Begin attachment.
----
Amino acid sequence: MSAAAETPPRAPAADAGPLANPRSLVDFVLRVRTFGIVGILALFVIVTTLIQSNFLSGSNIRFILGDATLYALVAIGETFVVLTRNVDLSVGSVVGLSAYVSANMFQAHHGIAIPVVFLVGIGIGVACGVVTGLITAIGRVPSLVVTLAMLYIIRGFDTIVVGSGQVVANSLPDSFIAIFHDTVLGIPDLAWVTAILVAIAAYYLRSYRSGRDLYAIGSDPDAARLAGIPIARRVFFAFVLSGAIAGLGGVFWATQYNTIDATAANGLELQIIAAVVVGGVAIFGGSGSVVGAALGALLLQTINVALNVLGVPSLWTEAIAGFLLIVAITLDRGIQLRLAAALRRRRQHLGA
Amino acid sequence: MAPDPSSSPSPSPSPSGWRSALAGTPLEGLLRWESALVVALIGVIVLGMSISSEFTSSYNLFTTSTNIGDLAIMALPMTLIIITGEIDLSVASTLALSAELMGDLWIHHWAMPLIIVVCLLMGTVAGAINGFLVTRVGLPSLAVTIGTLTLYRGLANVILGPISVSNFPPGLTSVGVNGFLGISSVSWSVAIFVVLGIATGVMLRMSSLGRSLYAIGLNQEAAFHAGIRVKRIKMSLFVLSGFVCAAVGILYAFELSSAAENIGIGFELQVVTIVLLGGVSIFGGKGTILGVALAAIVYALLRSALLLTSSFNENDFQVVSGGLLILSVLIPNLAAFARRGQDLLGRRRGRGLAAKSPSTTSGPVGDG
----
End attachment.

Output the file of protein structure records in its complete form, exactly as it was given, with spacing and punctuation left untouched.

Amino acid sequence: MSAAAETPPRAPAADAGPLANPRSLVDFVLRVRTFGIVGILALFVIVTTLIQSNFLSGSNIRFILGDATLYALVAIGETFVVLTRNVDLSVGSVVGLSAYVSANMFQAHHGIAIPVVFLVGIGIGVACGVVTGLITAIGRVPSLVVTLAMLYIIRGFDTIVVGSGQVVANSLPDSFIAIFHDTVLGIPDLAWVTAILVAIAAYYLRSYRSGRDLYAIGSDPDAARLAGIPIARRVFFAFVLSGAIAGLGGVFWATQYNTIDATAANGLELQIIAAVVVGGVAIFGGSGSVVGAALGALLLQTINVALNVLGVPSLWTEAIAGFLLIVAITLDRGIQLRLAAALRRRRQHLGA
Amino acid sequence: MAPDPSSSPSPSPSPSGWRSALAGTPLEGLLRWESALVVALIGVIVLGMSISSEFTSSYNLFTTSTNIGDLAIMALPMTLIIITGEIDLSVASTLALSAELMGDLWIHHWAMPLIIVVCLLMGTVAGAINGFLVTRVGLPSLAVTIGTLTLYRGLANVILGPISVSNFPPGLTSVGVNGFLGISSVSWSVAIFVVLGIATGVMLRMSSLGRSLYAIGLNQEAAFHAGIRVKRIKMSLFVLSGFVCAAVGILYAFELSSAAENIGIGFELQVVTIVLLGGVSIFGGKGTILGVALAAIVYALLRSALLLTSSFNENDFQVVSGGLLILSVLIPNLAAFARRGQDLLGRRRGRGLAAKSPSTTSGPVGDG